Ep. 137: Questions of Cannabis Justice and Jurisdiction for Indigenous Peoples

On this week’s program, recorded live in Winnipeg, we stir the pot now that Canada’s cannabis countdown is complete, making it only the second country in the world to legalize marijuana. But what could this all mean for Indigenous peoples? Some see cannabis as the great green hope, but others aren’t nearly so high on the plant’s prospects for prosperity. In part one of our discussion, we explore matters of jurisdiction and justice with University of Alberta associate professor of Native...


Ep. 136: Why Decarbonization and Decolonization Go Hand-in-Hand

Twelve years. According to a new report from the UN-backed Intergovernmental Panel on Climate Change (IPCC), that's how long we have to act both decisively and radically concerning the climate if we are to keep life viable for much if not most of humanity. Here's another number: 1.5 degrees Celsius. According to the same IPCC report, that’s the maximum increase in average world temperatures, relative to pre-industrial levels, that our planet can sustain before it will simply be unable to...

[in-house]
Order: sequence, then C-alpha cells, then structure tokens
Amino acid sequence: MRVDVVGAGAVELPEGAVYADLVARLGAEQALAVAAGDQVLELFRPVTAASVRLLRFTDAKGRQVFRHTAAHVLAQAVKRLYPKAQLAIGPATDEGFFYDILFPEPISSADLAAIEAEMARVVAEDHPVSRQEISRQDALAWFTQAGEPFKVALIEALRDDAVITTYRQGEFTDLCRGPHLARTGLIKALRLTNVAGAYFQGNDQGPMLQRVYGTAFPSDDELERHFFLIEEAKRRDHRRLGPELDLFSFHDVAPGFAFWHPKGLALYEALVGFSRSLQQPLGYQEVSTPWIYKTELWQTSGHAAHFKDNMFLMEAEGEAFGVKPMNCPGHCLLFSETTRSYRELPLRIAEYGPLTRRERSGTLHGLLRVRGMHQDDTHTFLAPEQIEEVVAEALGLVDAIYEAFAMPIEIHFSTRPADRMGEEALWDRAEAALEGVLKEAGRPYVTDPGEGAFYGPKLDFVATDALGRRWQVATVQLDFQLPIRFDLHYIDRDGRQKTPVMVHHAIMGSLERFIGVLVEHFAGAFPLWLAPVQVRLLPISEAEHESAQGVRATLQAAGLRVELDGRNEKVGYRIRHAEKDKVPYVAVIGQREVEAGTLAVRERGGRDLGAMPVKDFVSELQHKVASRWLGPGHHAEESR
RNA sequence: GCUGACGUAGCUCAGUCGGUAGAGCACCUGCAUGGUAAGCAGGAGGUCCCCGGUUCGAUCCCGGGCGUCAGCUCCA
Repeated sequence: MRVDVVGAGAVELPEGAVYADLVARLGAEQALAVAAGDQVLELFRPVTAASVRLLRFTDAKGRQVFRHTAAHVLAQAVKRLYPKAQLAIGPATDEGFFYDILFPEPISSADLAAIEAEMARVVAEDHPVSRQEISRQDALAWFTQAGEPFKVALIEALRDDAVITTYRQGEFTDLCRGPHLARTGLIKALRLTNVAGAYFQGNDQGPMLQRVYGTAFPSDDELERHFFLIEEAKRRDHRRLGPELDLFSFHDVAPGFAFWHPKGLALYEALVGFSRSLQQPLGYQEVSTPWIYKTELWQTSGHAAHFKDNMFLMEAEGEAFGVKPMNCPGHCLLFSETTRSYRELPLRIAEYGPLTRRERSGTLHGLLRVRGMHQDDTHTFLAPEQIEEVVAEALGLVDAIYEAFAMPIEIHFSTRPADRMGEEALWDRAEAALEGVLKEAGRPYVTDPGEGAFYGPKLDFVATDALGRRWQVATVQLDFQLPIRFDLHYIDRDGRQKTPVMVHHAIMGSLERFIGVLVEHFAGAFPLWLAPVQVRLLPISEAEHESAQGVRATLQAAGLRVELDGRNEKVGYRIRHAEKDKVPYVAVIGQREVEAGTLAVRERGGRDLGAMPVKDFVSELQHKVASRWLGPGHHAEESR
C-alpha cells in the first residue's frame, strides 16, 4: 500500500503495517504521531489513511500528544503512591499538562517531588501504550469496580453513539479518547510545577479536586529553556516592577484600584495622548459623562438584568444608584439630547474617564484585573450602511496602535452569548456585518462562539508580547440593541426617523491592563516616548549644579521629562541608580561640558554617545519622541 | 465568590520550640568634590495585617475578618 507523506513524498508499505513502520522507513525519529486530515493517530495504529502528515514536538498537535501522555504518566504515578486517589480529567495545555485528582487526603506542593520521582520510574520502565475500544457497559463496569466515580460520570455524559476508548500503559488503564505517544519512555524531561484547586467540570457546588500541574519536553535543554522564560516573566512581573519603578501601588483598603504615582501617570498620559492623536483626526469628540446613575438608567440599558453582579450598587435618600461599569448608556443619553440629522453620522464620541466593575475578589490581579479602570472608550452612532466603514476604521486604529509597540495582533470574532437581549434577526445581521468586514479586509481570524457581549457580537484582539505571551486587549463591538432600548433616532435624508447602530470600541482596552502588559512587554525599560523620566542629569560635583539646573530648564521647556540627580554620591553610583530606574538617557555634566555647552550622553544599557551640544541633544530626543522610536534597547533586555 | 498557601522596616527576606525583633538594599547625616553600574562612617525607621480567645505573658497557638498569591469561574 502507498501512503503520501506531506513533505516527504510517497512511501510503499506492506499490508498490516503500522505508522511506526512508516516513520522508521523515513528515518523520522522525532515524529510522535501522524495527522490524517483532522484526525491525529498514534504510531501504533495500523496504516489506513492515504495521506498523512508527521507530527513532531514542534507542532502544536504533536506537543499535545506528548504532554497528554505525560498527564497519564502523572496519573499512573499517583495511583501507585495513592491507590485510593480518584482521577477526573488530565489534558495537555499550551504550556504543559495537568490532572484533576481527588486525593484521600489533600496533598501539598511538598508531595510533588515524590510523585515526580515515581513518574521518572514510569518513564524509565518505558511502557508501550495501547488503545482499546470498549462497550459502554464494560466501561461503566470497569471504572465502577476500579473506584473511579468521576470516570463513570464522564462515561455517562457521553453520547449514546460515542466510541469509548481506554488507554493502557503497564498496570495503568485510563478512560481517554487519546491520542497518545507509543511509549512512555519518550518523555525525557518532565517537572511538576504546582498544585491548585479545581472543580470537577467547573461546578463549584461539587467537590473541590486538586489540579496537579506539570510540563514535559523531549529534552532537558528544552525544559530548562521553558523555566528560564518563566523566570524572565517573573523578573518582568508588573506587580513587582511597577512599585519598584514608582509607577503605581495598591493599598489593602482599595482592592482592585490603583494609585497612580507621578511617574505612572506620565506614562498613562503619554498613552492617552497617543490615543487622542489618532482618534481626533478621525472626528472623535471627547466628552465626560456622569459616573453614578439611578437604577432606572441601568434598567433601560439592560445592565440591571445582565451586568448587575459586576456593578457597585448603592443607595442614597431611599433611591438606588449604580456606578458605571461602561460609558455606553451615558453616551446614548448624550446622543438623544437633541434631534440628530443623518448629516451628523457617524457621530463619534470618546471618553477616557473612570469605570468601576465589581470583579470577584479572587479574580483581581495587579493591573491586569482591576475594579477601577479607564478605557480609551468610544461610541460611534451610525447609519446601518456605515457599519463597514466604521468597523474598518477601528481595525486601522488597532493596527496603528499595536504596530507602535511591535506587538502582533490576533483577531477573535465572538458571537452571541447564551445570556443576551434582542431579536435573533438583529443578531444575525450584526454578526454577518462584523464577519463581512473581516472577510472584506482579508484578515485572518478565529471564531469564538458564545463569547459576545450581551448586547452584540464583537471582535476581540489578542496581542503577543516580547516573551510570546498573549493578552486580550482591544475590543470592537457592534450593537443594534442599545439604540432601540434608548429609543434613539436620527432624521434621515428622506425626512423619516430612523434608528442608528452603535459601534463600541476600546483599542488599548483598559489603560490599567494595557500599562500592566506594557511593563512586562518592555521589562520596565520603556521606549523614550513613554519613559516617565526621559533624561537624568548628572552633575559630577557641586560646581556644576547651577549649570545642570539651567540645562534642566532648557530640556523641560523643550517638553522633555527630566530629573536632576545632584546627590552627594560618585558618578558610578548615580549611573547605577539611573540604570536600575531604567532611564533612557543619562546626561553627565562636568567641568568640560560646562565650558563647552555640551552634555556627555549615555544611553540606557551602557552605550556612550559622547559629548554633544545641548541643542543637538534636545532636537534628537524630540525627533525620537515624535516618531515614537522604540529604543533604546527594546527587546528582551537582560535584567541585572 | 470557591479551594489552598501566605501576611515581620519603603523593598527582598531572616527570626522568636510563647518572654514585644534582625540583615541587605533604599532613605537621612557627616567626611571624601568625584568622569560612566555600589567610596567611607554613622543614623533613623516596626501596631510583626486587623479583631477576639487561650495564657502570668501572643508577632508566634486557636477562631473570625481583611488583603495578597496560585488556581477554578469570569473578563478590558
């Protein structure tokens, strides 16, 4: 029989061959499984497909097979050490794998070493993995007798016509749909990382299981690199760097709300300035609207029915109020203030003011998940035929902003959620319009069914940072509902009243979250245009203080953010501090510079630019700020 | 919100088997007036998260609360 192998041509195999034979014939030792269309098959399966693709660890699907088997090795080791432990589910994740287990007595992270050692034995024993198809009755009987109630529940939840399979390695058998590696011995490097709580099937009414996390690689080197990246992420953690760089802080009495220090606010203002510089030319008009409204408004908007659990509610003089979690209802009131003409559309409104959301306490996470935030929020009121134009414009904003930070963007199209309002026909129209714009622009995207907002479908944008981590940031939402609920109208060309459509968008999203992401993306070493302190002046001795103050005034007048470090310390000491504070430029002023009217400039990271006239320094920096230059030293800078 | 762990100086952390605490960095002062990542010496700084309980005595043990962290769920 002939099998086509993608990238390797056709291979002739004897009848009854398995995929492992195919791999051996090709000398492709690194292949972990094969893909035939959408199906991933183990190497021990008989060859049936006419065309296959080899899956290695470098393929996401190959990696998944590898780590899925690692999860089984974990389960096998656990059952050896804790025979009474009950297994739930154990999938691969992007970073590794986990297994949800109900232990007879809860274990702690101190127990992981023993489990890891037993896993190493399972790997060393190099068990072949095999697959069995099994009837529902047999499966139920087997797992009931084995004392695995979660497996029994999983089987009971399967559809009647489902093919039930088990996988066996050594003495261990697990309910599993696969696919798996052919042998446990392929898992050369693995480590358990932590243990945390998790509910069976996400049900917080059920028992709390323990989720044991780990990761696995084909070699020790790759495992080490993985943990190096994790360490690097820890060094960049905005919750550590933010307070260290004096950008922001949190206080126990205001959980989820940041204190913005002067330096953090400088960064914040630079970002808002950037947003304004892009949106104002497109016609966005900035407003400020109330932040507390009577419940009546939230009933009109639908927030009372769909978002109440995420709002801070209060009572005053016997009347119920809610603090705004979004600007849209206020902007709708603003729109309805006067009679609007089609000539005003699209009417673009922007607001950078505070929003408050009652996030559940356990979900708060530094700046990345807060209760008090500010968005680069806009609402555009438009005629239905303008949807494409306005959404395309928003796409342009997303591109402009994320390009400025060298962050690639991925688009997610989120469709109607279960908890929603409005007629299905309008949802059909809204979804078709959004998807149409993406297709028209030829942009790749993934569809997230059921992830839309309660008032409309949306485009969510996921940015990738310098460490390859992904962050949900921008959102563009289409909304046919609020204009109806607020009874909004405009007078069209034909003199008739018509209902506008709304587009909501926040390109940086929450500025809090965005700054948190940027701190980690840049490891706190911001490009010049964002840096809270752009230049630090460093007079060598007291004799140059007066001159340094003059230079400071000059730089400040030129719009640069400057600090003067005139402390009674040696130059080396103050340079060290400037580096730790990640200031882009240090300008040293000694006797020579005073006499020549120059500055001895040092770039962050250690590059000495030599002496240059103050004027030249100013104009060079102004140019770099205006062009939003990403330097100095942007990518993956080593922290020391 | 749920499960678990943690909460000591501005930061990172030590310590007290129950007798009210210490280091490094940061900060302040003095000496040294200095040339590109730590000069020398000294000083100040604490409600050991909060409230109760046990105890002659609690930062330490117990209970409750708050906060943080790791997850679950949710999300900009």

Ep. 135: What Does Indigenization of Education Really Mean?

This week, our special live-audience episode in Edmonton, where we discussed... Protocol Schmotocol: What one professor’s slide into another’s DMs on Twitter in search of help on a highly-sensitive subject can teach us about ethical research... 'Indigenous Renaissance': Just one of many pointed phrases in the victory speech of Maliseet musician Jeremy Dutcher at this year’s Polaris Music Prize ceremony. But as Indigenous artists continue to rack up recognition in the broader arts world,...


Ep. 134: What does Settler solidarity with Indigenous peoples look like?

This week we bring you 'part two' of last week's round table, one that ran unusually long because of our extended discussion about APTN’s controversial reality show, "First Contact." Those outstanding two topics are... Prime directive: A leaked video seems to show Canada’s PM scolding First Nations leaders for their time 'mismanagement'; plus, Settler solidarity—what might it really look like? Two examples from the Antipodes could show the way. Still seated at the round table: Brock...


Ep. 133: Some Second Thoughts on 'First Contact'

Provocative or problematic? We discuss why opinion is sharply divided over 'First Contact,' a new APTN mini-series showcasing Canadians’ deep ignorance about Aboriginal peoples. And, with our discussion going so in-depth and protracted, we eat up the time normally devoted to three topics! Joining host/producer Rick Harp at the roundtable this week are Brock Pitawanakwat, assistant professor of Indigenous studies at the University of Sudbury, and Candis Callison, visiting professor of...


Ep. 132: Culture-making in an Age of Assimilation and Appropriation